The New Standards of Sustainability
University of Pittsburgh environmental engineer Leanne Gilbertson takes a “systems approach” to designing nanotechnologies for agriculture
PITTSBURGH (March 22, 2018) … In 1948, Swiss chemist Paul Hermann Müller received the Nobel Prize in Physiology or Medicine for discovering the insecticide properties of organochlorine dichloro-diphenyl-trichloroethane, or DDT. Many
heralded it as a “miracle chemical” capable of protecting people from disease-carrying insects. Twenty-four years later, the United States Environmental Protection Agency,
established by President Richard Nixon, banned DDT for threatening the environment, especially birds of prey, and human health.
“DDT is interesting because it effectively eradicated serious diseases like typhus and malaria but was banned after later realizing its adverse impacts,” says Leanne Gilbertson, assistant professor of civil and environmental engineering at Pitt’s Swanson School of Engineering. “There are many examples of new technologies that aren’t so ‘green’ when you consider the entire product life cycle such as compact fluorescent lights that rely on toxic mercury for energy-efficiency gains, solar panels made with finite and rare metals, or electric cars charged by electricity generated from coal.”
At the University of Pittsburgh, Dr. Gilbertson’s research group takes a “systems approach” to new technologies to determine their impact on the environment from production to disposal. Last December, her research team published a review (DOI: 10.1039/c7en00766c) in the Royal Society of Chemistry journal Environmental Science: Nano featuring some of the ways nanotechnology might enhance agriculture sustainability, so long as designers and developers of these innovative solutions see the forest for the trees.
“In sustainable engineering, our goal is to consider lasting effects when designing new technologies rather than narrowly focusing on the intended benefit,” says Dr. Gilbertson. “In agriculture, the potential exposure to new materials will almost always be high, so focusing design on reducing the inherent hazard, for example, would have a big impact.”
The United Nations Food and Agriculture Organization predicts a 34 percent increase in world population and about a 70 percent required increase in food production by 2050. The increased demand for food will affect the entire supply chain including farmers, manufacturers, processors, suppliers, retailers, and consumers. Each individual stakeholder only provides a snapshot of new technology’s impact on the environment, but taking a systems approach forces you to account for the full picture.
“A cost-benefit analysis is a common approach to quantify the usefulness of a new technology. Sustainable engineers evaluate new technologies similarly except we don’t only use dollars. We include other metrics like energy consumption or emissions to the environment. Accounting for all the various stakeholders, including their incentives and tradeoffs, allows us to define a design space where there’s a benefit to using emerging technologies,” says Dr. Gilbertson.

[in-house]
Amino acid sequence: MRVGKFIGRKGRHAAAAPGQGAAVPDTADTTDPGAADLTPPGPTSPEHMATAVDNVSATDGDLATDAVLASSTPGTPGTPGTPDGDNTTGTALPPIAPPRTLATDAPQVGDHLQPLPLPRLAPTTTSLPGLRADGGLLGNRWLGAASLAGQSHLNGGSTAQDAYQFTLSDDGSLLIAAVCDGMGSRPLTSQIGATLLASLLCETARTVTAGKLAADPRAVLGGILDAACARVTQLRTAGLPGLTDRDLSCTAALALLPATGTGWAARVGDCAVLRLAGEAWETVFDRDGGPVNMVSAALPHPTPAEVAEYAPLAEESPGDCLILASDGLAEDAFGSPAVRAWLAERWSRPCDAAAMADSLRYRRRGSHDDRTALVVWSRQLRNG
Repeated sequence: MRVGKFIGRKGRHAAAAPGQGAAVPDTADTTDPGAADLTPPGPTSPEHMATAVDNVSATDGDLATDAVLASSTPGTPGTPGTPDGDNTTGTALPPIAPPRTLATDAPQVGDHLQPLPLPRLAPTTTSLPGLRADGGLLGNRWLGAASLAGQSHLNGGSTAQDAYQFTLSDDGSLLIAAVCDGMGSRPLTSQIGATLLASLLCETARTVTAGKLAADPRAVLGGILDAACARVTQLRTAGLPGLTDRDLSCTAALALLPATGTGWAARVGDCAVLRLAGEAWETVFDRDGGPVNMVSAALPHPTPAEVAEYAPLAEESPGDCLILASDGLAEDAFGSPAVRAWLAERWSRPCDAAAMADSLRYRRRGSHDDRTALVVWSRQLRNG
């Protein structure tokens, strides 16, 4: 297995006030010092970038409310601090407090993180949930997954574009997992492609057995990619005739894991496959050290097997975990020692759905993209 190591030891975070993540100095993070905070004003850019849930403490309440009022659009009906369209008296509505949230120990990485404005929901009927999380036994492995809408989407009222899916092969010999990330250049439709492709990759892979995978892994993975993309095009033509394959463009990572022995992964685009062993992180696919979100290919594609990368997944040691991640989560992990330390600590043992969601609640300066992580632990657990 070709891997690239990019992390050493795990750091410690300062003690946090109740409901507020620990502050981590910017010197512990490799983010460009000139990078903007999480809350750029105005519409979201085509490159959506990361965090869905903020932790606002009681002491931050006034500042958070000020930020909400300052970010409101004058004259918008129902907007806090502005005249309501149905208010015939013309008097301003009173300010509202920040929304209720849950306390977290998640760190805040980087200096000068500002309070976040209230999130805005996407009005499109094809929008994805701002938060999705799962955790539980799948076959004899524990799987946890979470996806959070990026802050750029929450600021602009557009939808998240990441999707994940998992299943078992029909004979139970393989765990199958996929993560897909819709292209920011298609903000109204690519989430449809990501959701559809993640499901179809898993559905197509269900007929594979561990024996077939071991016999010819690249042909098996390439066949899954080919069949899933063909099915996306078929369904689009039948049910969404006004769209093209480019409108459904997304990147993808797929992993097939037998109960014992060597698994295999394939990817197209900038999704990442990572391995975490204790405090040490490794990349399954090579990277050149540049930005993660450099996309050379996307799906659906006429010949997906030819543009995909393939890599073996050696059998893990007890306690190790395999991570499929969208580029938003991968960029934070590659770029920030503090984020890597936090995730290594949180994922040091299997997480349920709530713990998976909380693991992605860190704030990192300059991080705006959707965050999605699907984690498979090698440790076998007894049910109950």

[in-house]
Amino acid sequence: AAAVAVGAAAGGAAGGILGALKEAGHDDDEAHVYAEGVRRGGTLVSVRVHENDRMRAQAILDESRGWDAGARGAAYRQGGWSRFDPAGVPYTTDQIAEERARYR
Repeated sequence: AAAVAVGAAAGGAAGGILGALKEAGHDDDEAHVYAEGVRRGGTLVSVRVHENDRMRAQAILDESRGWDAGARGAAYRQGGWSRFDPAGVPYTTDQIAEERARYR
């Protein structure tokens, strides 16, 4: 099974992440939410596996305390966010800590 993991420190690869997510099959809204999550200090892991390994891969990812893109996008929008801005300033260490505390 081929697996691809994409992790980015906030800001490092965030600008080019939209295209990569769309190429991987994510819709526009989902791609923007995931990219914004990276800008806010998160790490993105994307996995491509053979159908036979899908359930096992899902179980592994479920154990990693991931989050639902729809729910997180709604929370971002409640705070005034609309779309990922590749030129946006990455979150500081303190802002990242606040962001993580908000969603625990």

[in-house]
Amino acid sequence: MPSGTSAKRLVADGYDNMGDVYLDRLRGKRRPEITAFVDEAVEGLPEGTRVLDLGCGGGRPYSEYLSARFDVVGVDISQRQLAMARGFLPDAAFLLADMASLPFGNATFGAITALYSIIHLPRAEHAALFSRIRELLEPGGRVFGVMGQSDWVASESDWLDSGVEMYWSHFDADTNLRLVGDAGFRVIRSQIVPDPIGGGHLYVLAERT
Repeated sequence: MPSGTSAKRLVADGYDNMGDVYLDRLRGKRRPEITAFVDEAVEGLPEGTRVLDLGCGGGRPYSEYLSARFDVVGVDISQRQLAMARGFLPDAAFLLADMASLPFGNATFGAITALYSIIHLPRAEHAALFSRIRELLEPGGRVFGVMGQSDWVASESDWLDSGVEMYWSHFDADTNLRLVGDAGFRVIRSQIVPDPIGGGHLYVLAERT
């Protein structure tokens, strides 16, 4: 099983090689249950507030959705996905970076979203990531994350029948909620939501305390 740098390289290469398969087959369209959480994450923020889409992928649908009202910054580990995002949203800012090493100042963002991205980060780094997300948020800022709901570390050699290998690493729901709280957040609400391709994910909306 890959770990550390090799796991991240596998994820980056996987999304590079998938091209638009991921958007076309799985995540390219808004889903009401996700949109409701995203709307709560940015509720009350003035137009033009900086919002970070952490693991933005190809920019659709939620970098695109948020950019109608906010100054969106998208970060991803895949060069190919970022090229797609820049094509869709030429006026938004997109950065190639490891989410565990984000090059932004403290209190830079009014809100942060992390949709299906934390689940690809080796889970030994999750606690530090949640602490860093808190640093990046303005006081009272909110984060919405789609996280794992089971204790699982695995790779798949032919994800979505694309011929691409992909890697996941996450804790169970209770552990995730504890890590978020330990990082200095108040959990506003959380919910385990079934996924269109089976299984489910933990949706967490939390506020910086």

Another paper (DOI:10.1021/acssuschemeng.7b03600) recently published by Dr. Gilbertson and her team appears in the American Chemical Society journal ACS Sustainable Chemistry & Engineering and shows how a sustainability metric called “atom conversion efficiency” could accurately depict the environmental impact of chemical fertilizers. Nitrogen, for example, is a potent fertilizer. It can contaminate drinking water, deplete oxygen supplies in bodies of water, and create massive dead zones in water bodies like the Gulf of Mexico.
“Nitrogen is a primary macronutrient in fertilizers, but only about 50 percent actually reaches the crop, meaning the other half is released to the environment. Nanotechnology could be used to increase the amount of nutrient that reaches the crop, simultaneously decreasing the adverse impacts on the environment,” explains Dr. Gilbertson.
Using corn as the model crop, Dr. Gilbertson’s paper outlines how atom conversion efficiency tracks nitrogen through its entire agricultural life-cycle, from raw form to how much nitrogen ends up in a corn kernel. Keeping nitrogen on the farm protects the environment and reduces embedded energy loss—or the massive amounts of energy consumed during the production of fertilizer.
“Atom conversion efficiency identifies the greatest inefficiencies in a fertilizer system, and thus, scientists and engineers can use it to inform technology development to improve these particular areas of impact,” says Dr. Gilbertson. “Nanotechnology has the potential to revolutionize farming with nano-enabled fertilizers, crop growth regulators, pesticides, packaging materials, and sensors to monitor plant vitals. However, it’s important to take a systems approach to determine which new technologies will have the most desirable impact on the environment before they leave the lab.”
If the only metric is controlling disease-carrying insect populations, then DDT is a “miracle chemical.” That designation quickly disappears when considering the entire life-cycle, including DDT’s adverse environmental impacts and potential to cause cancer in humans. Unfortunately, it had already been in use for three decades before the EPA banned it. Dr. Gilbertson is trying to make sure those same mistakes aren’t repeated in nano-agriculture.
Contact: Paul Kovach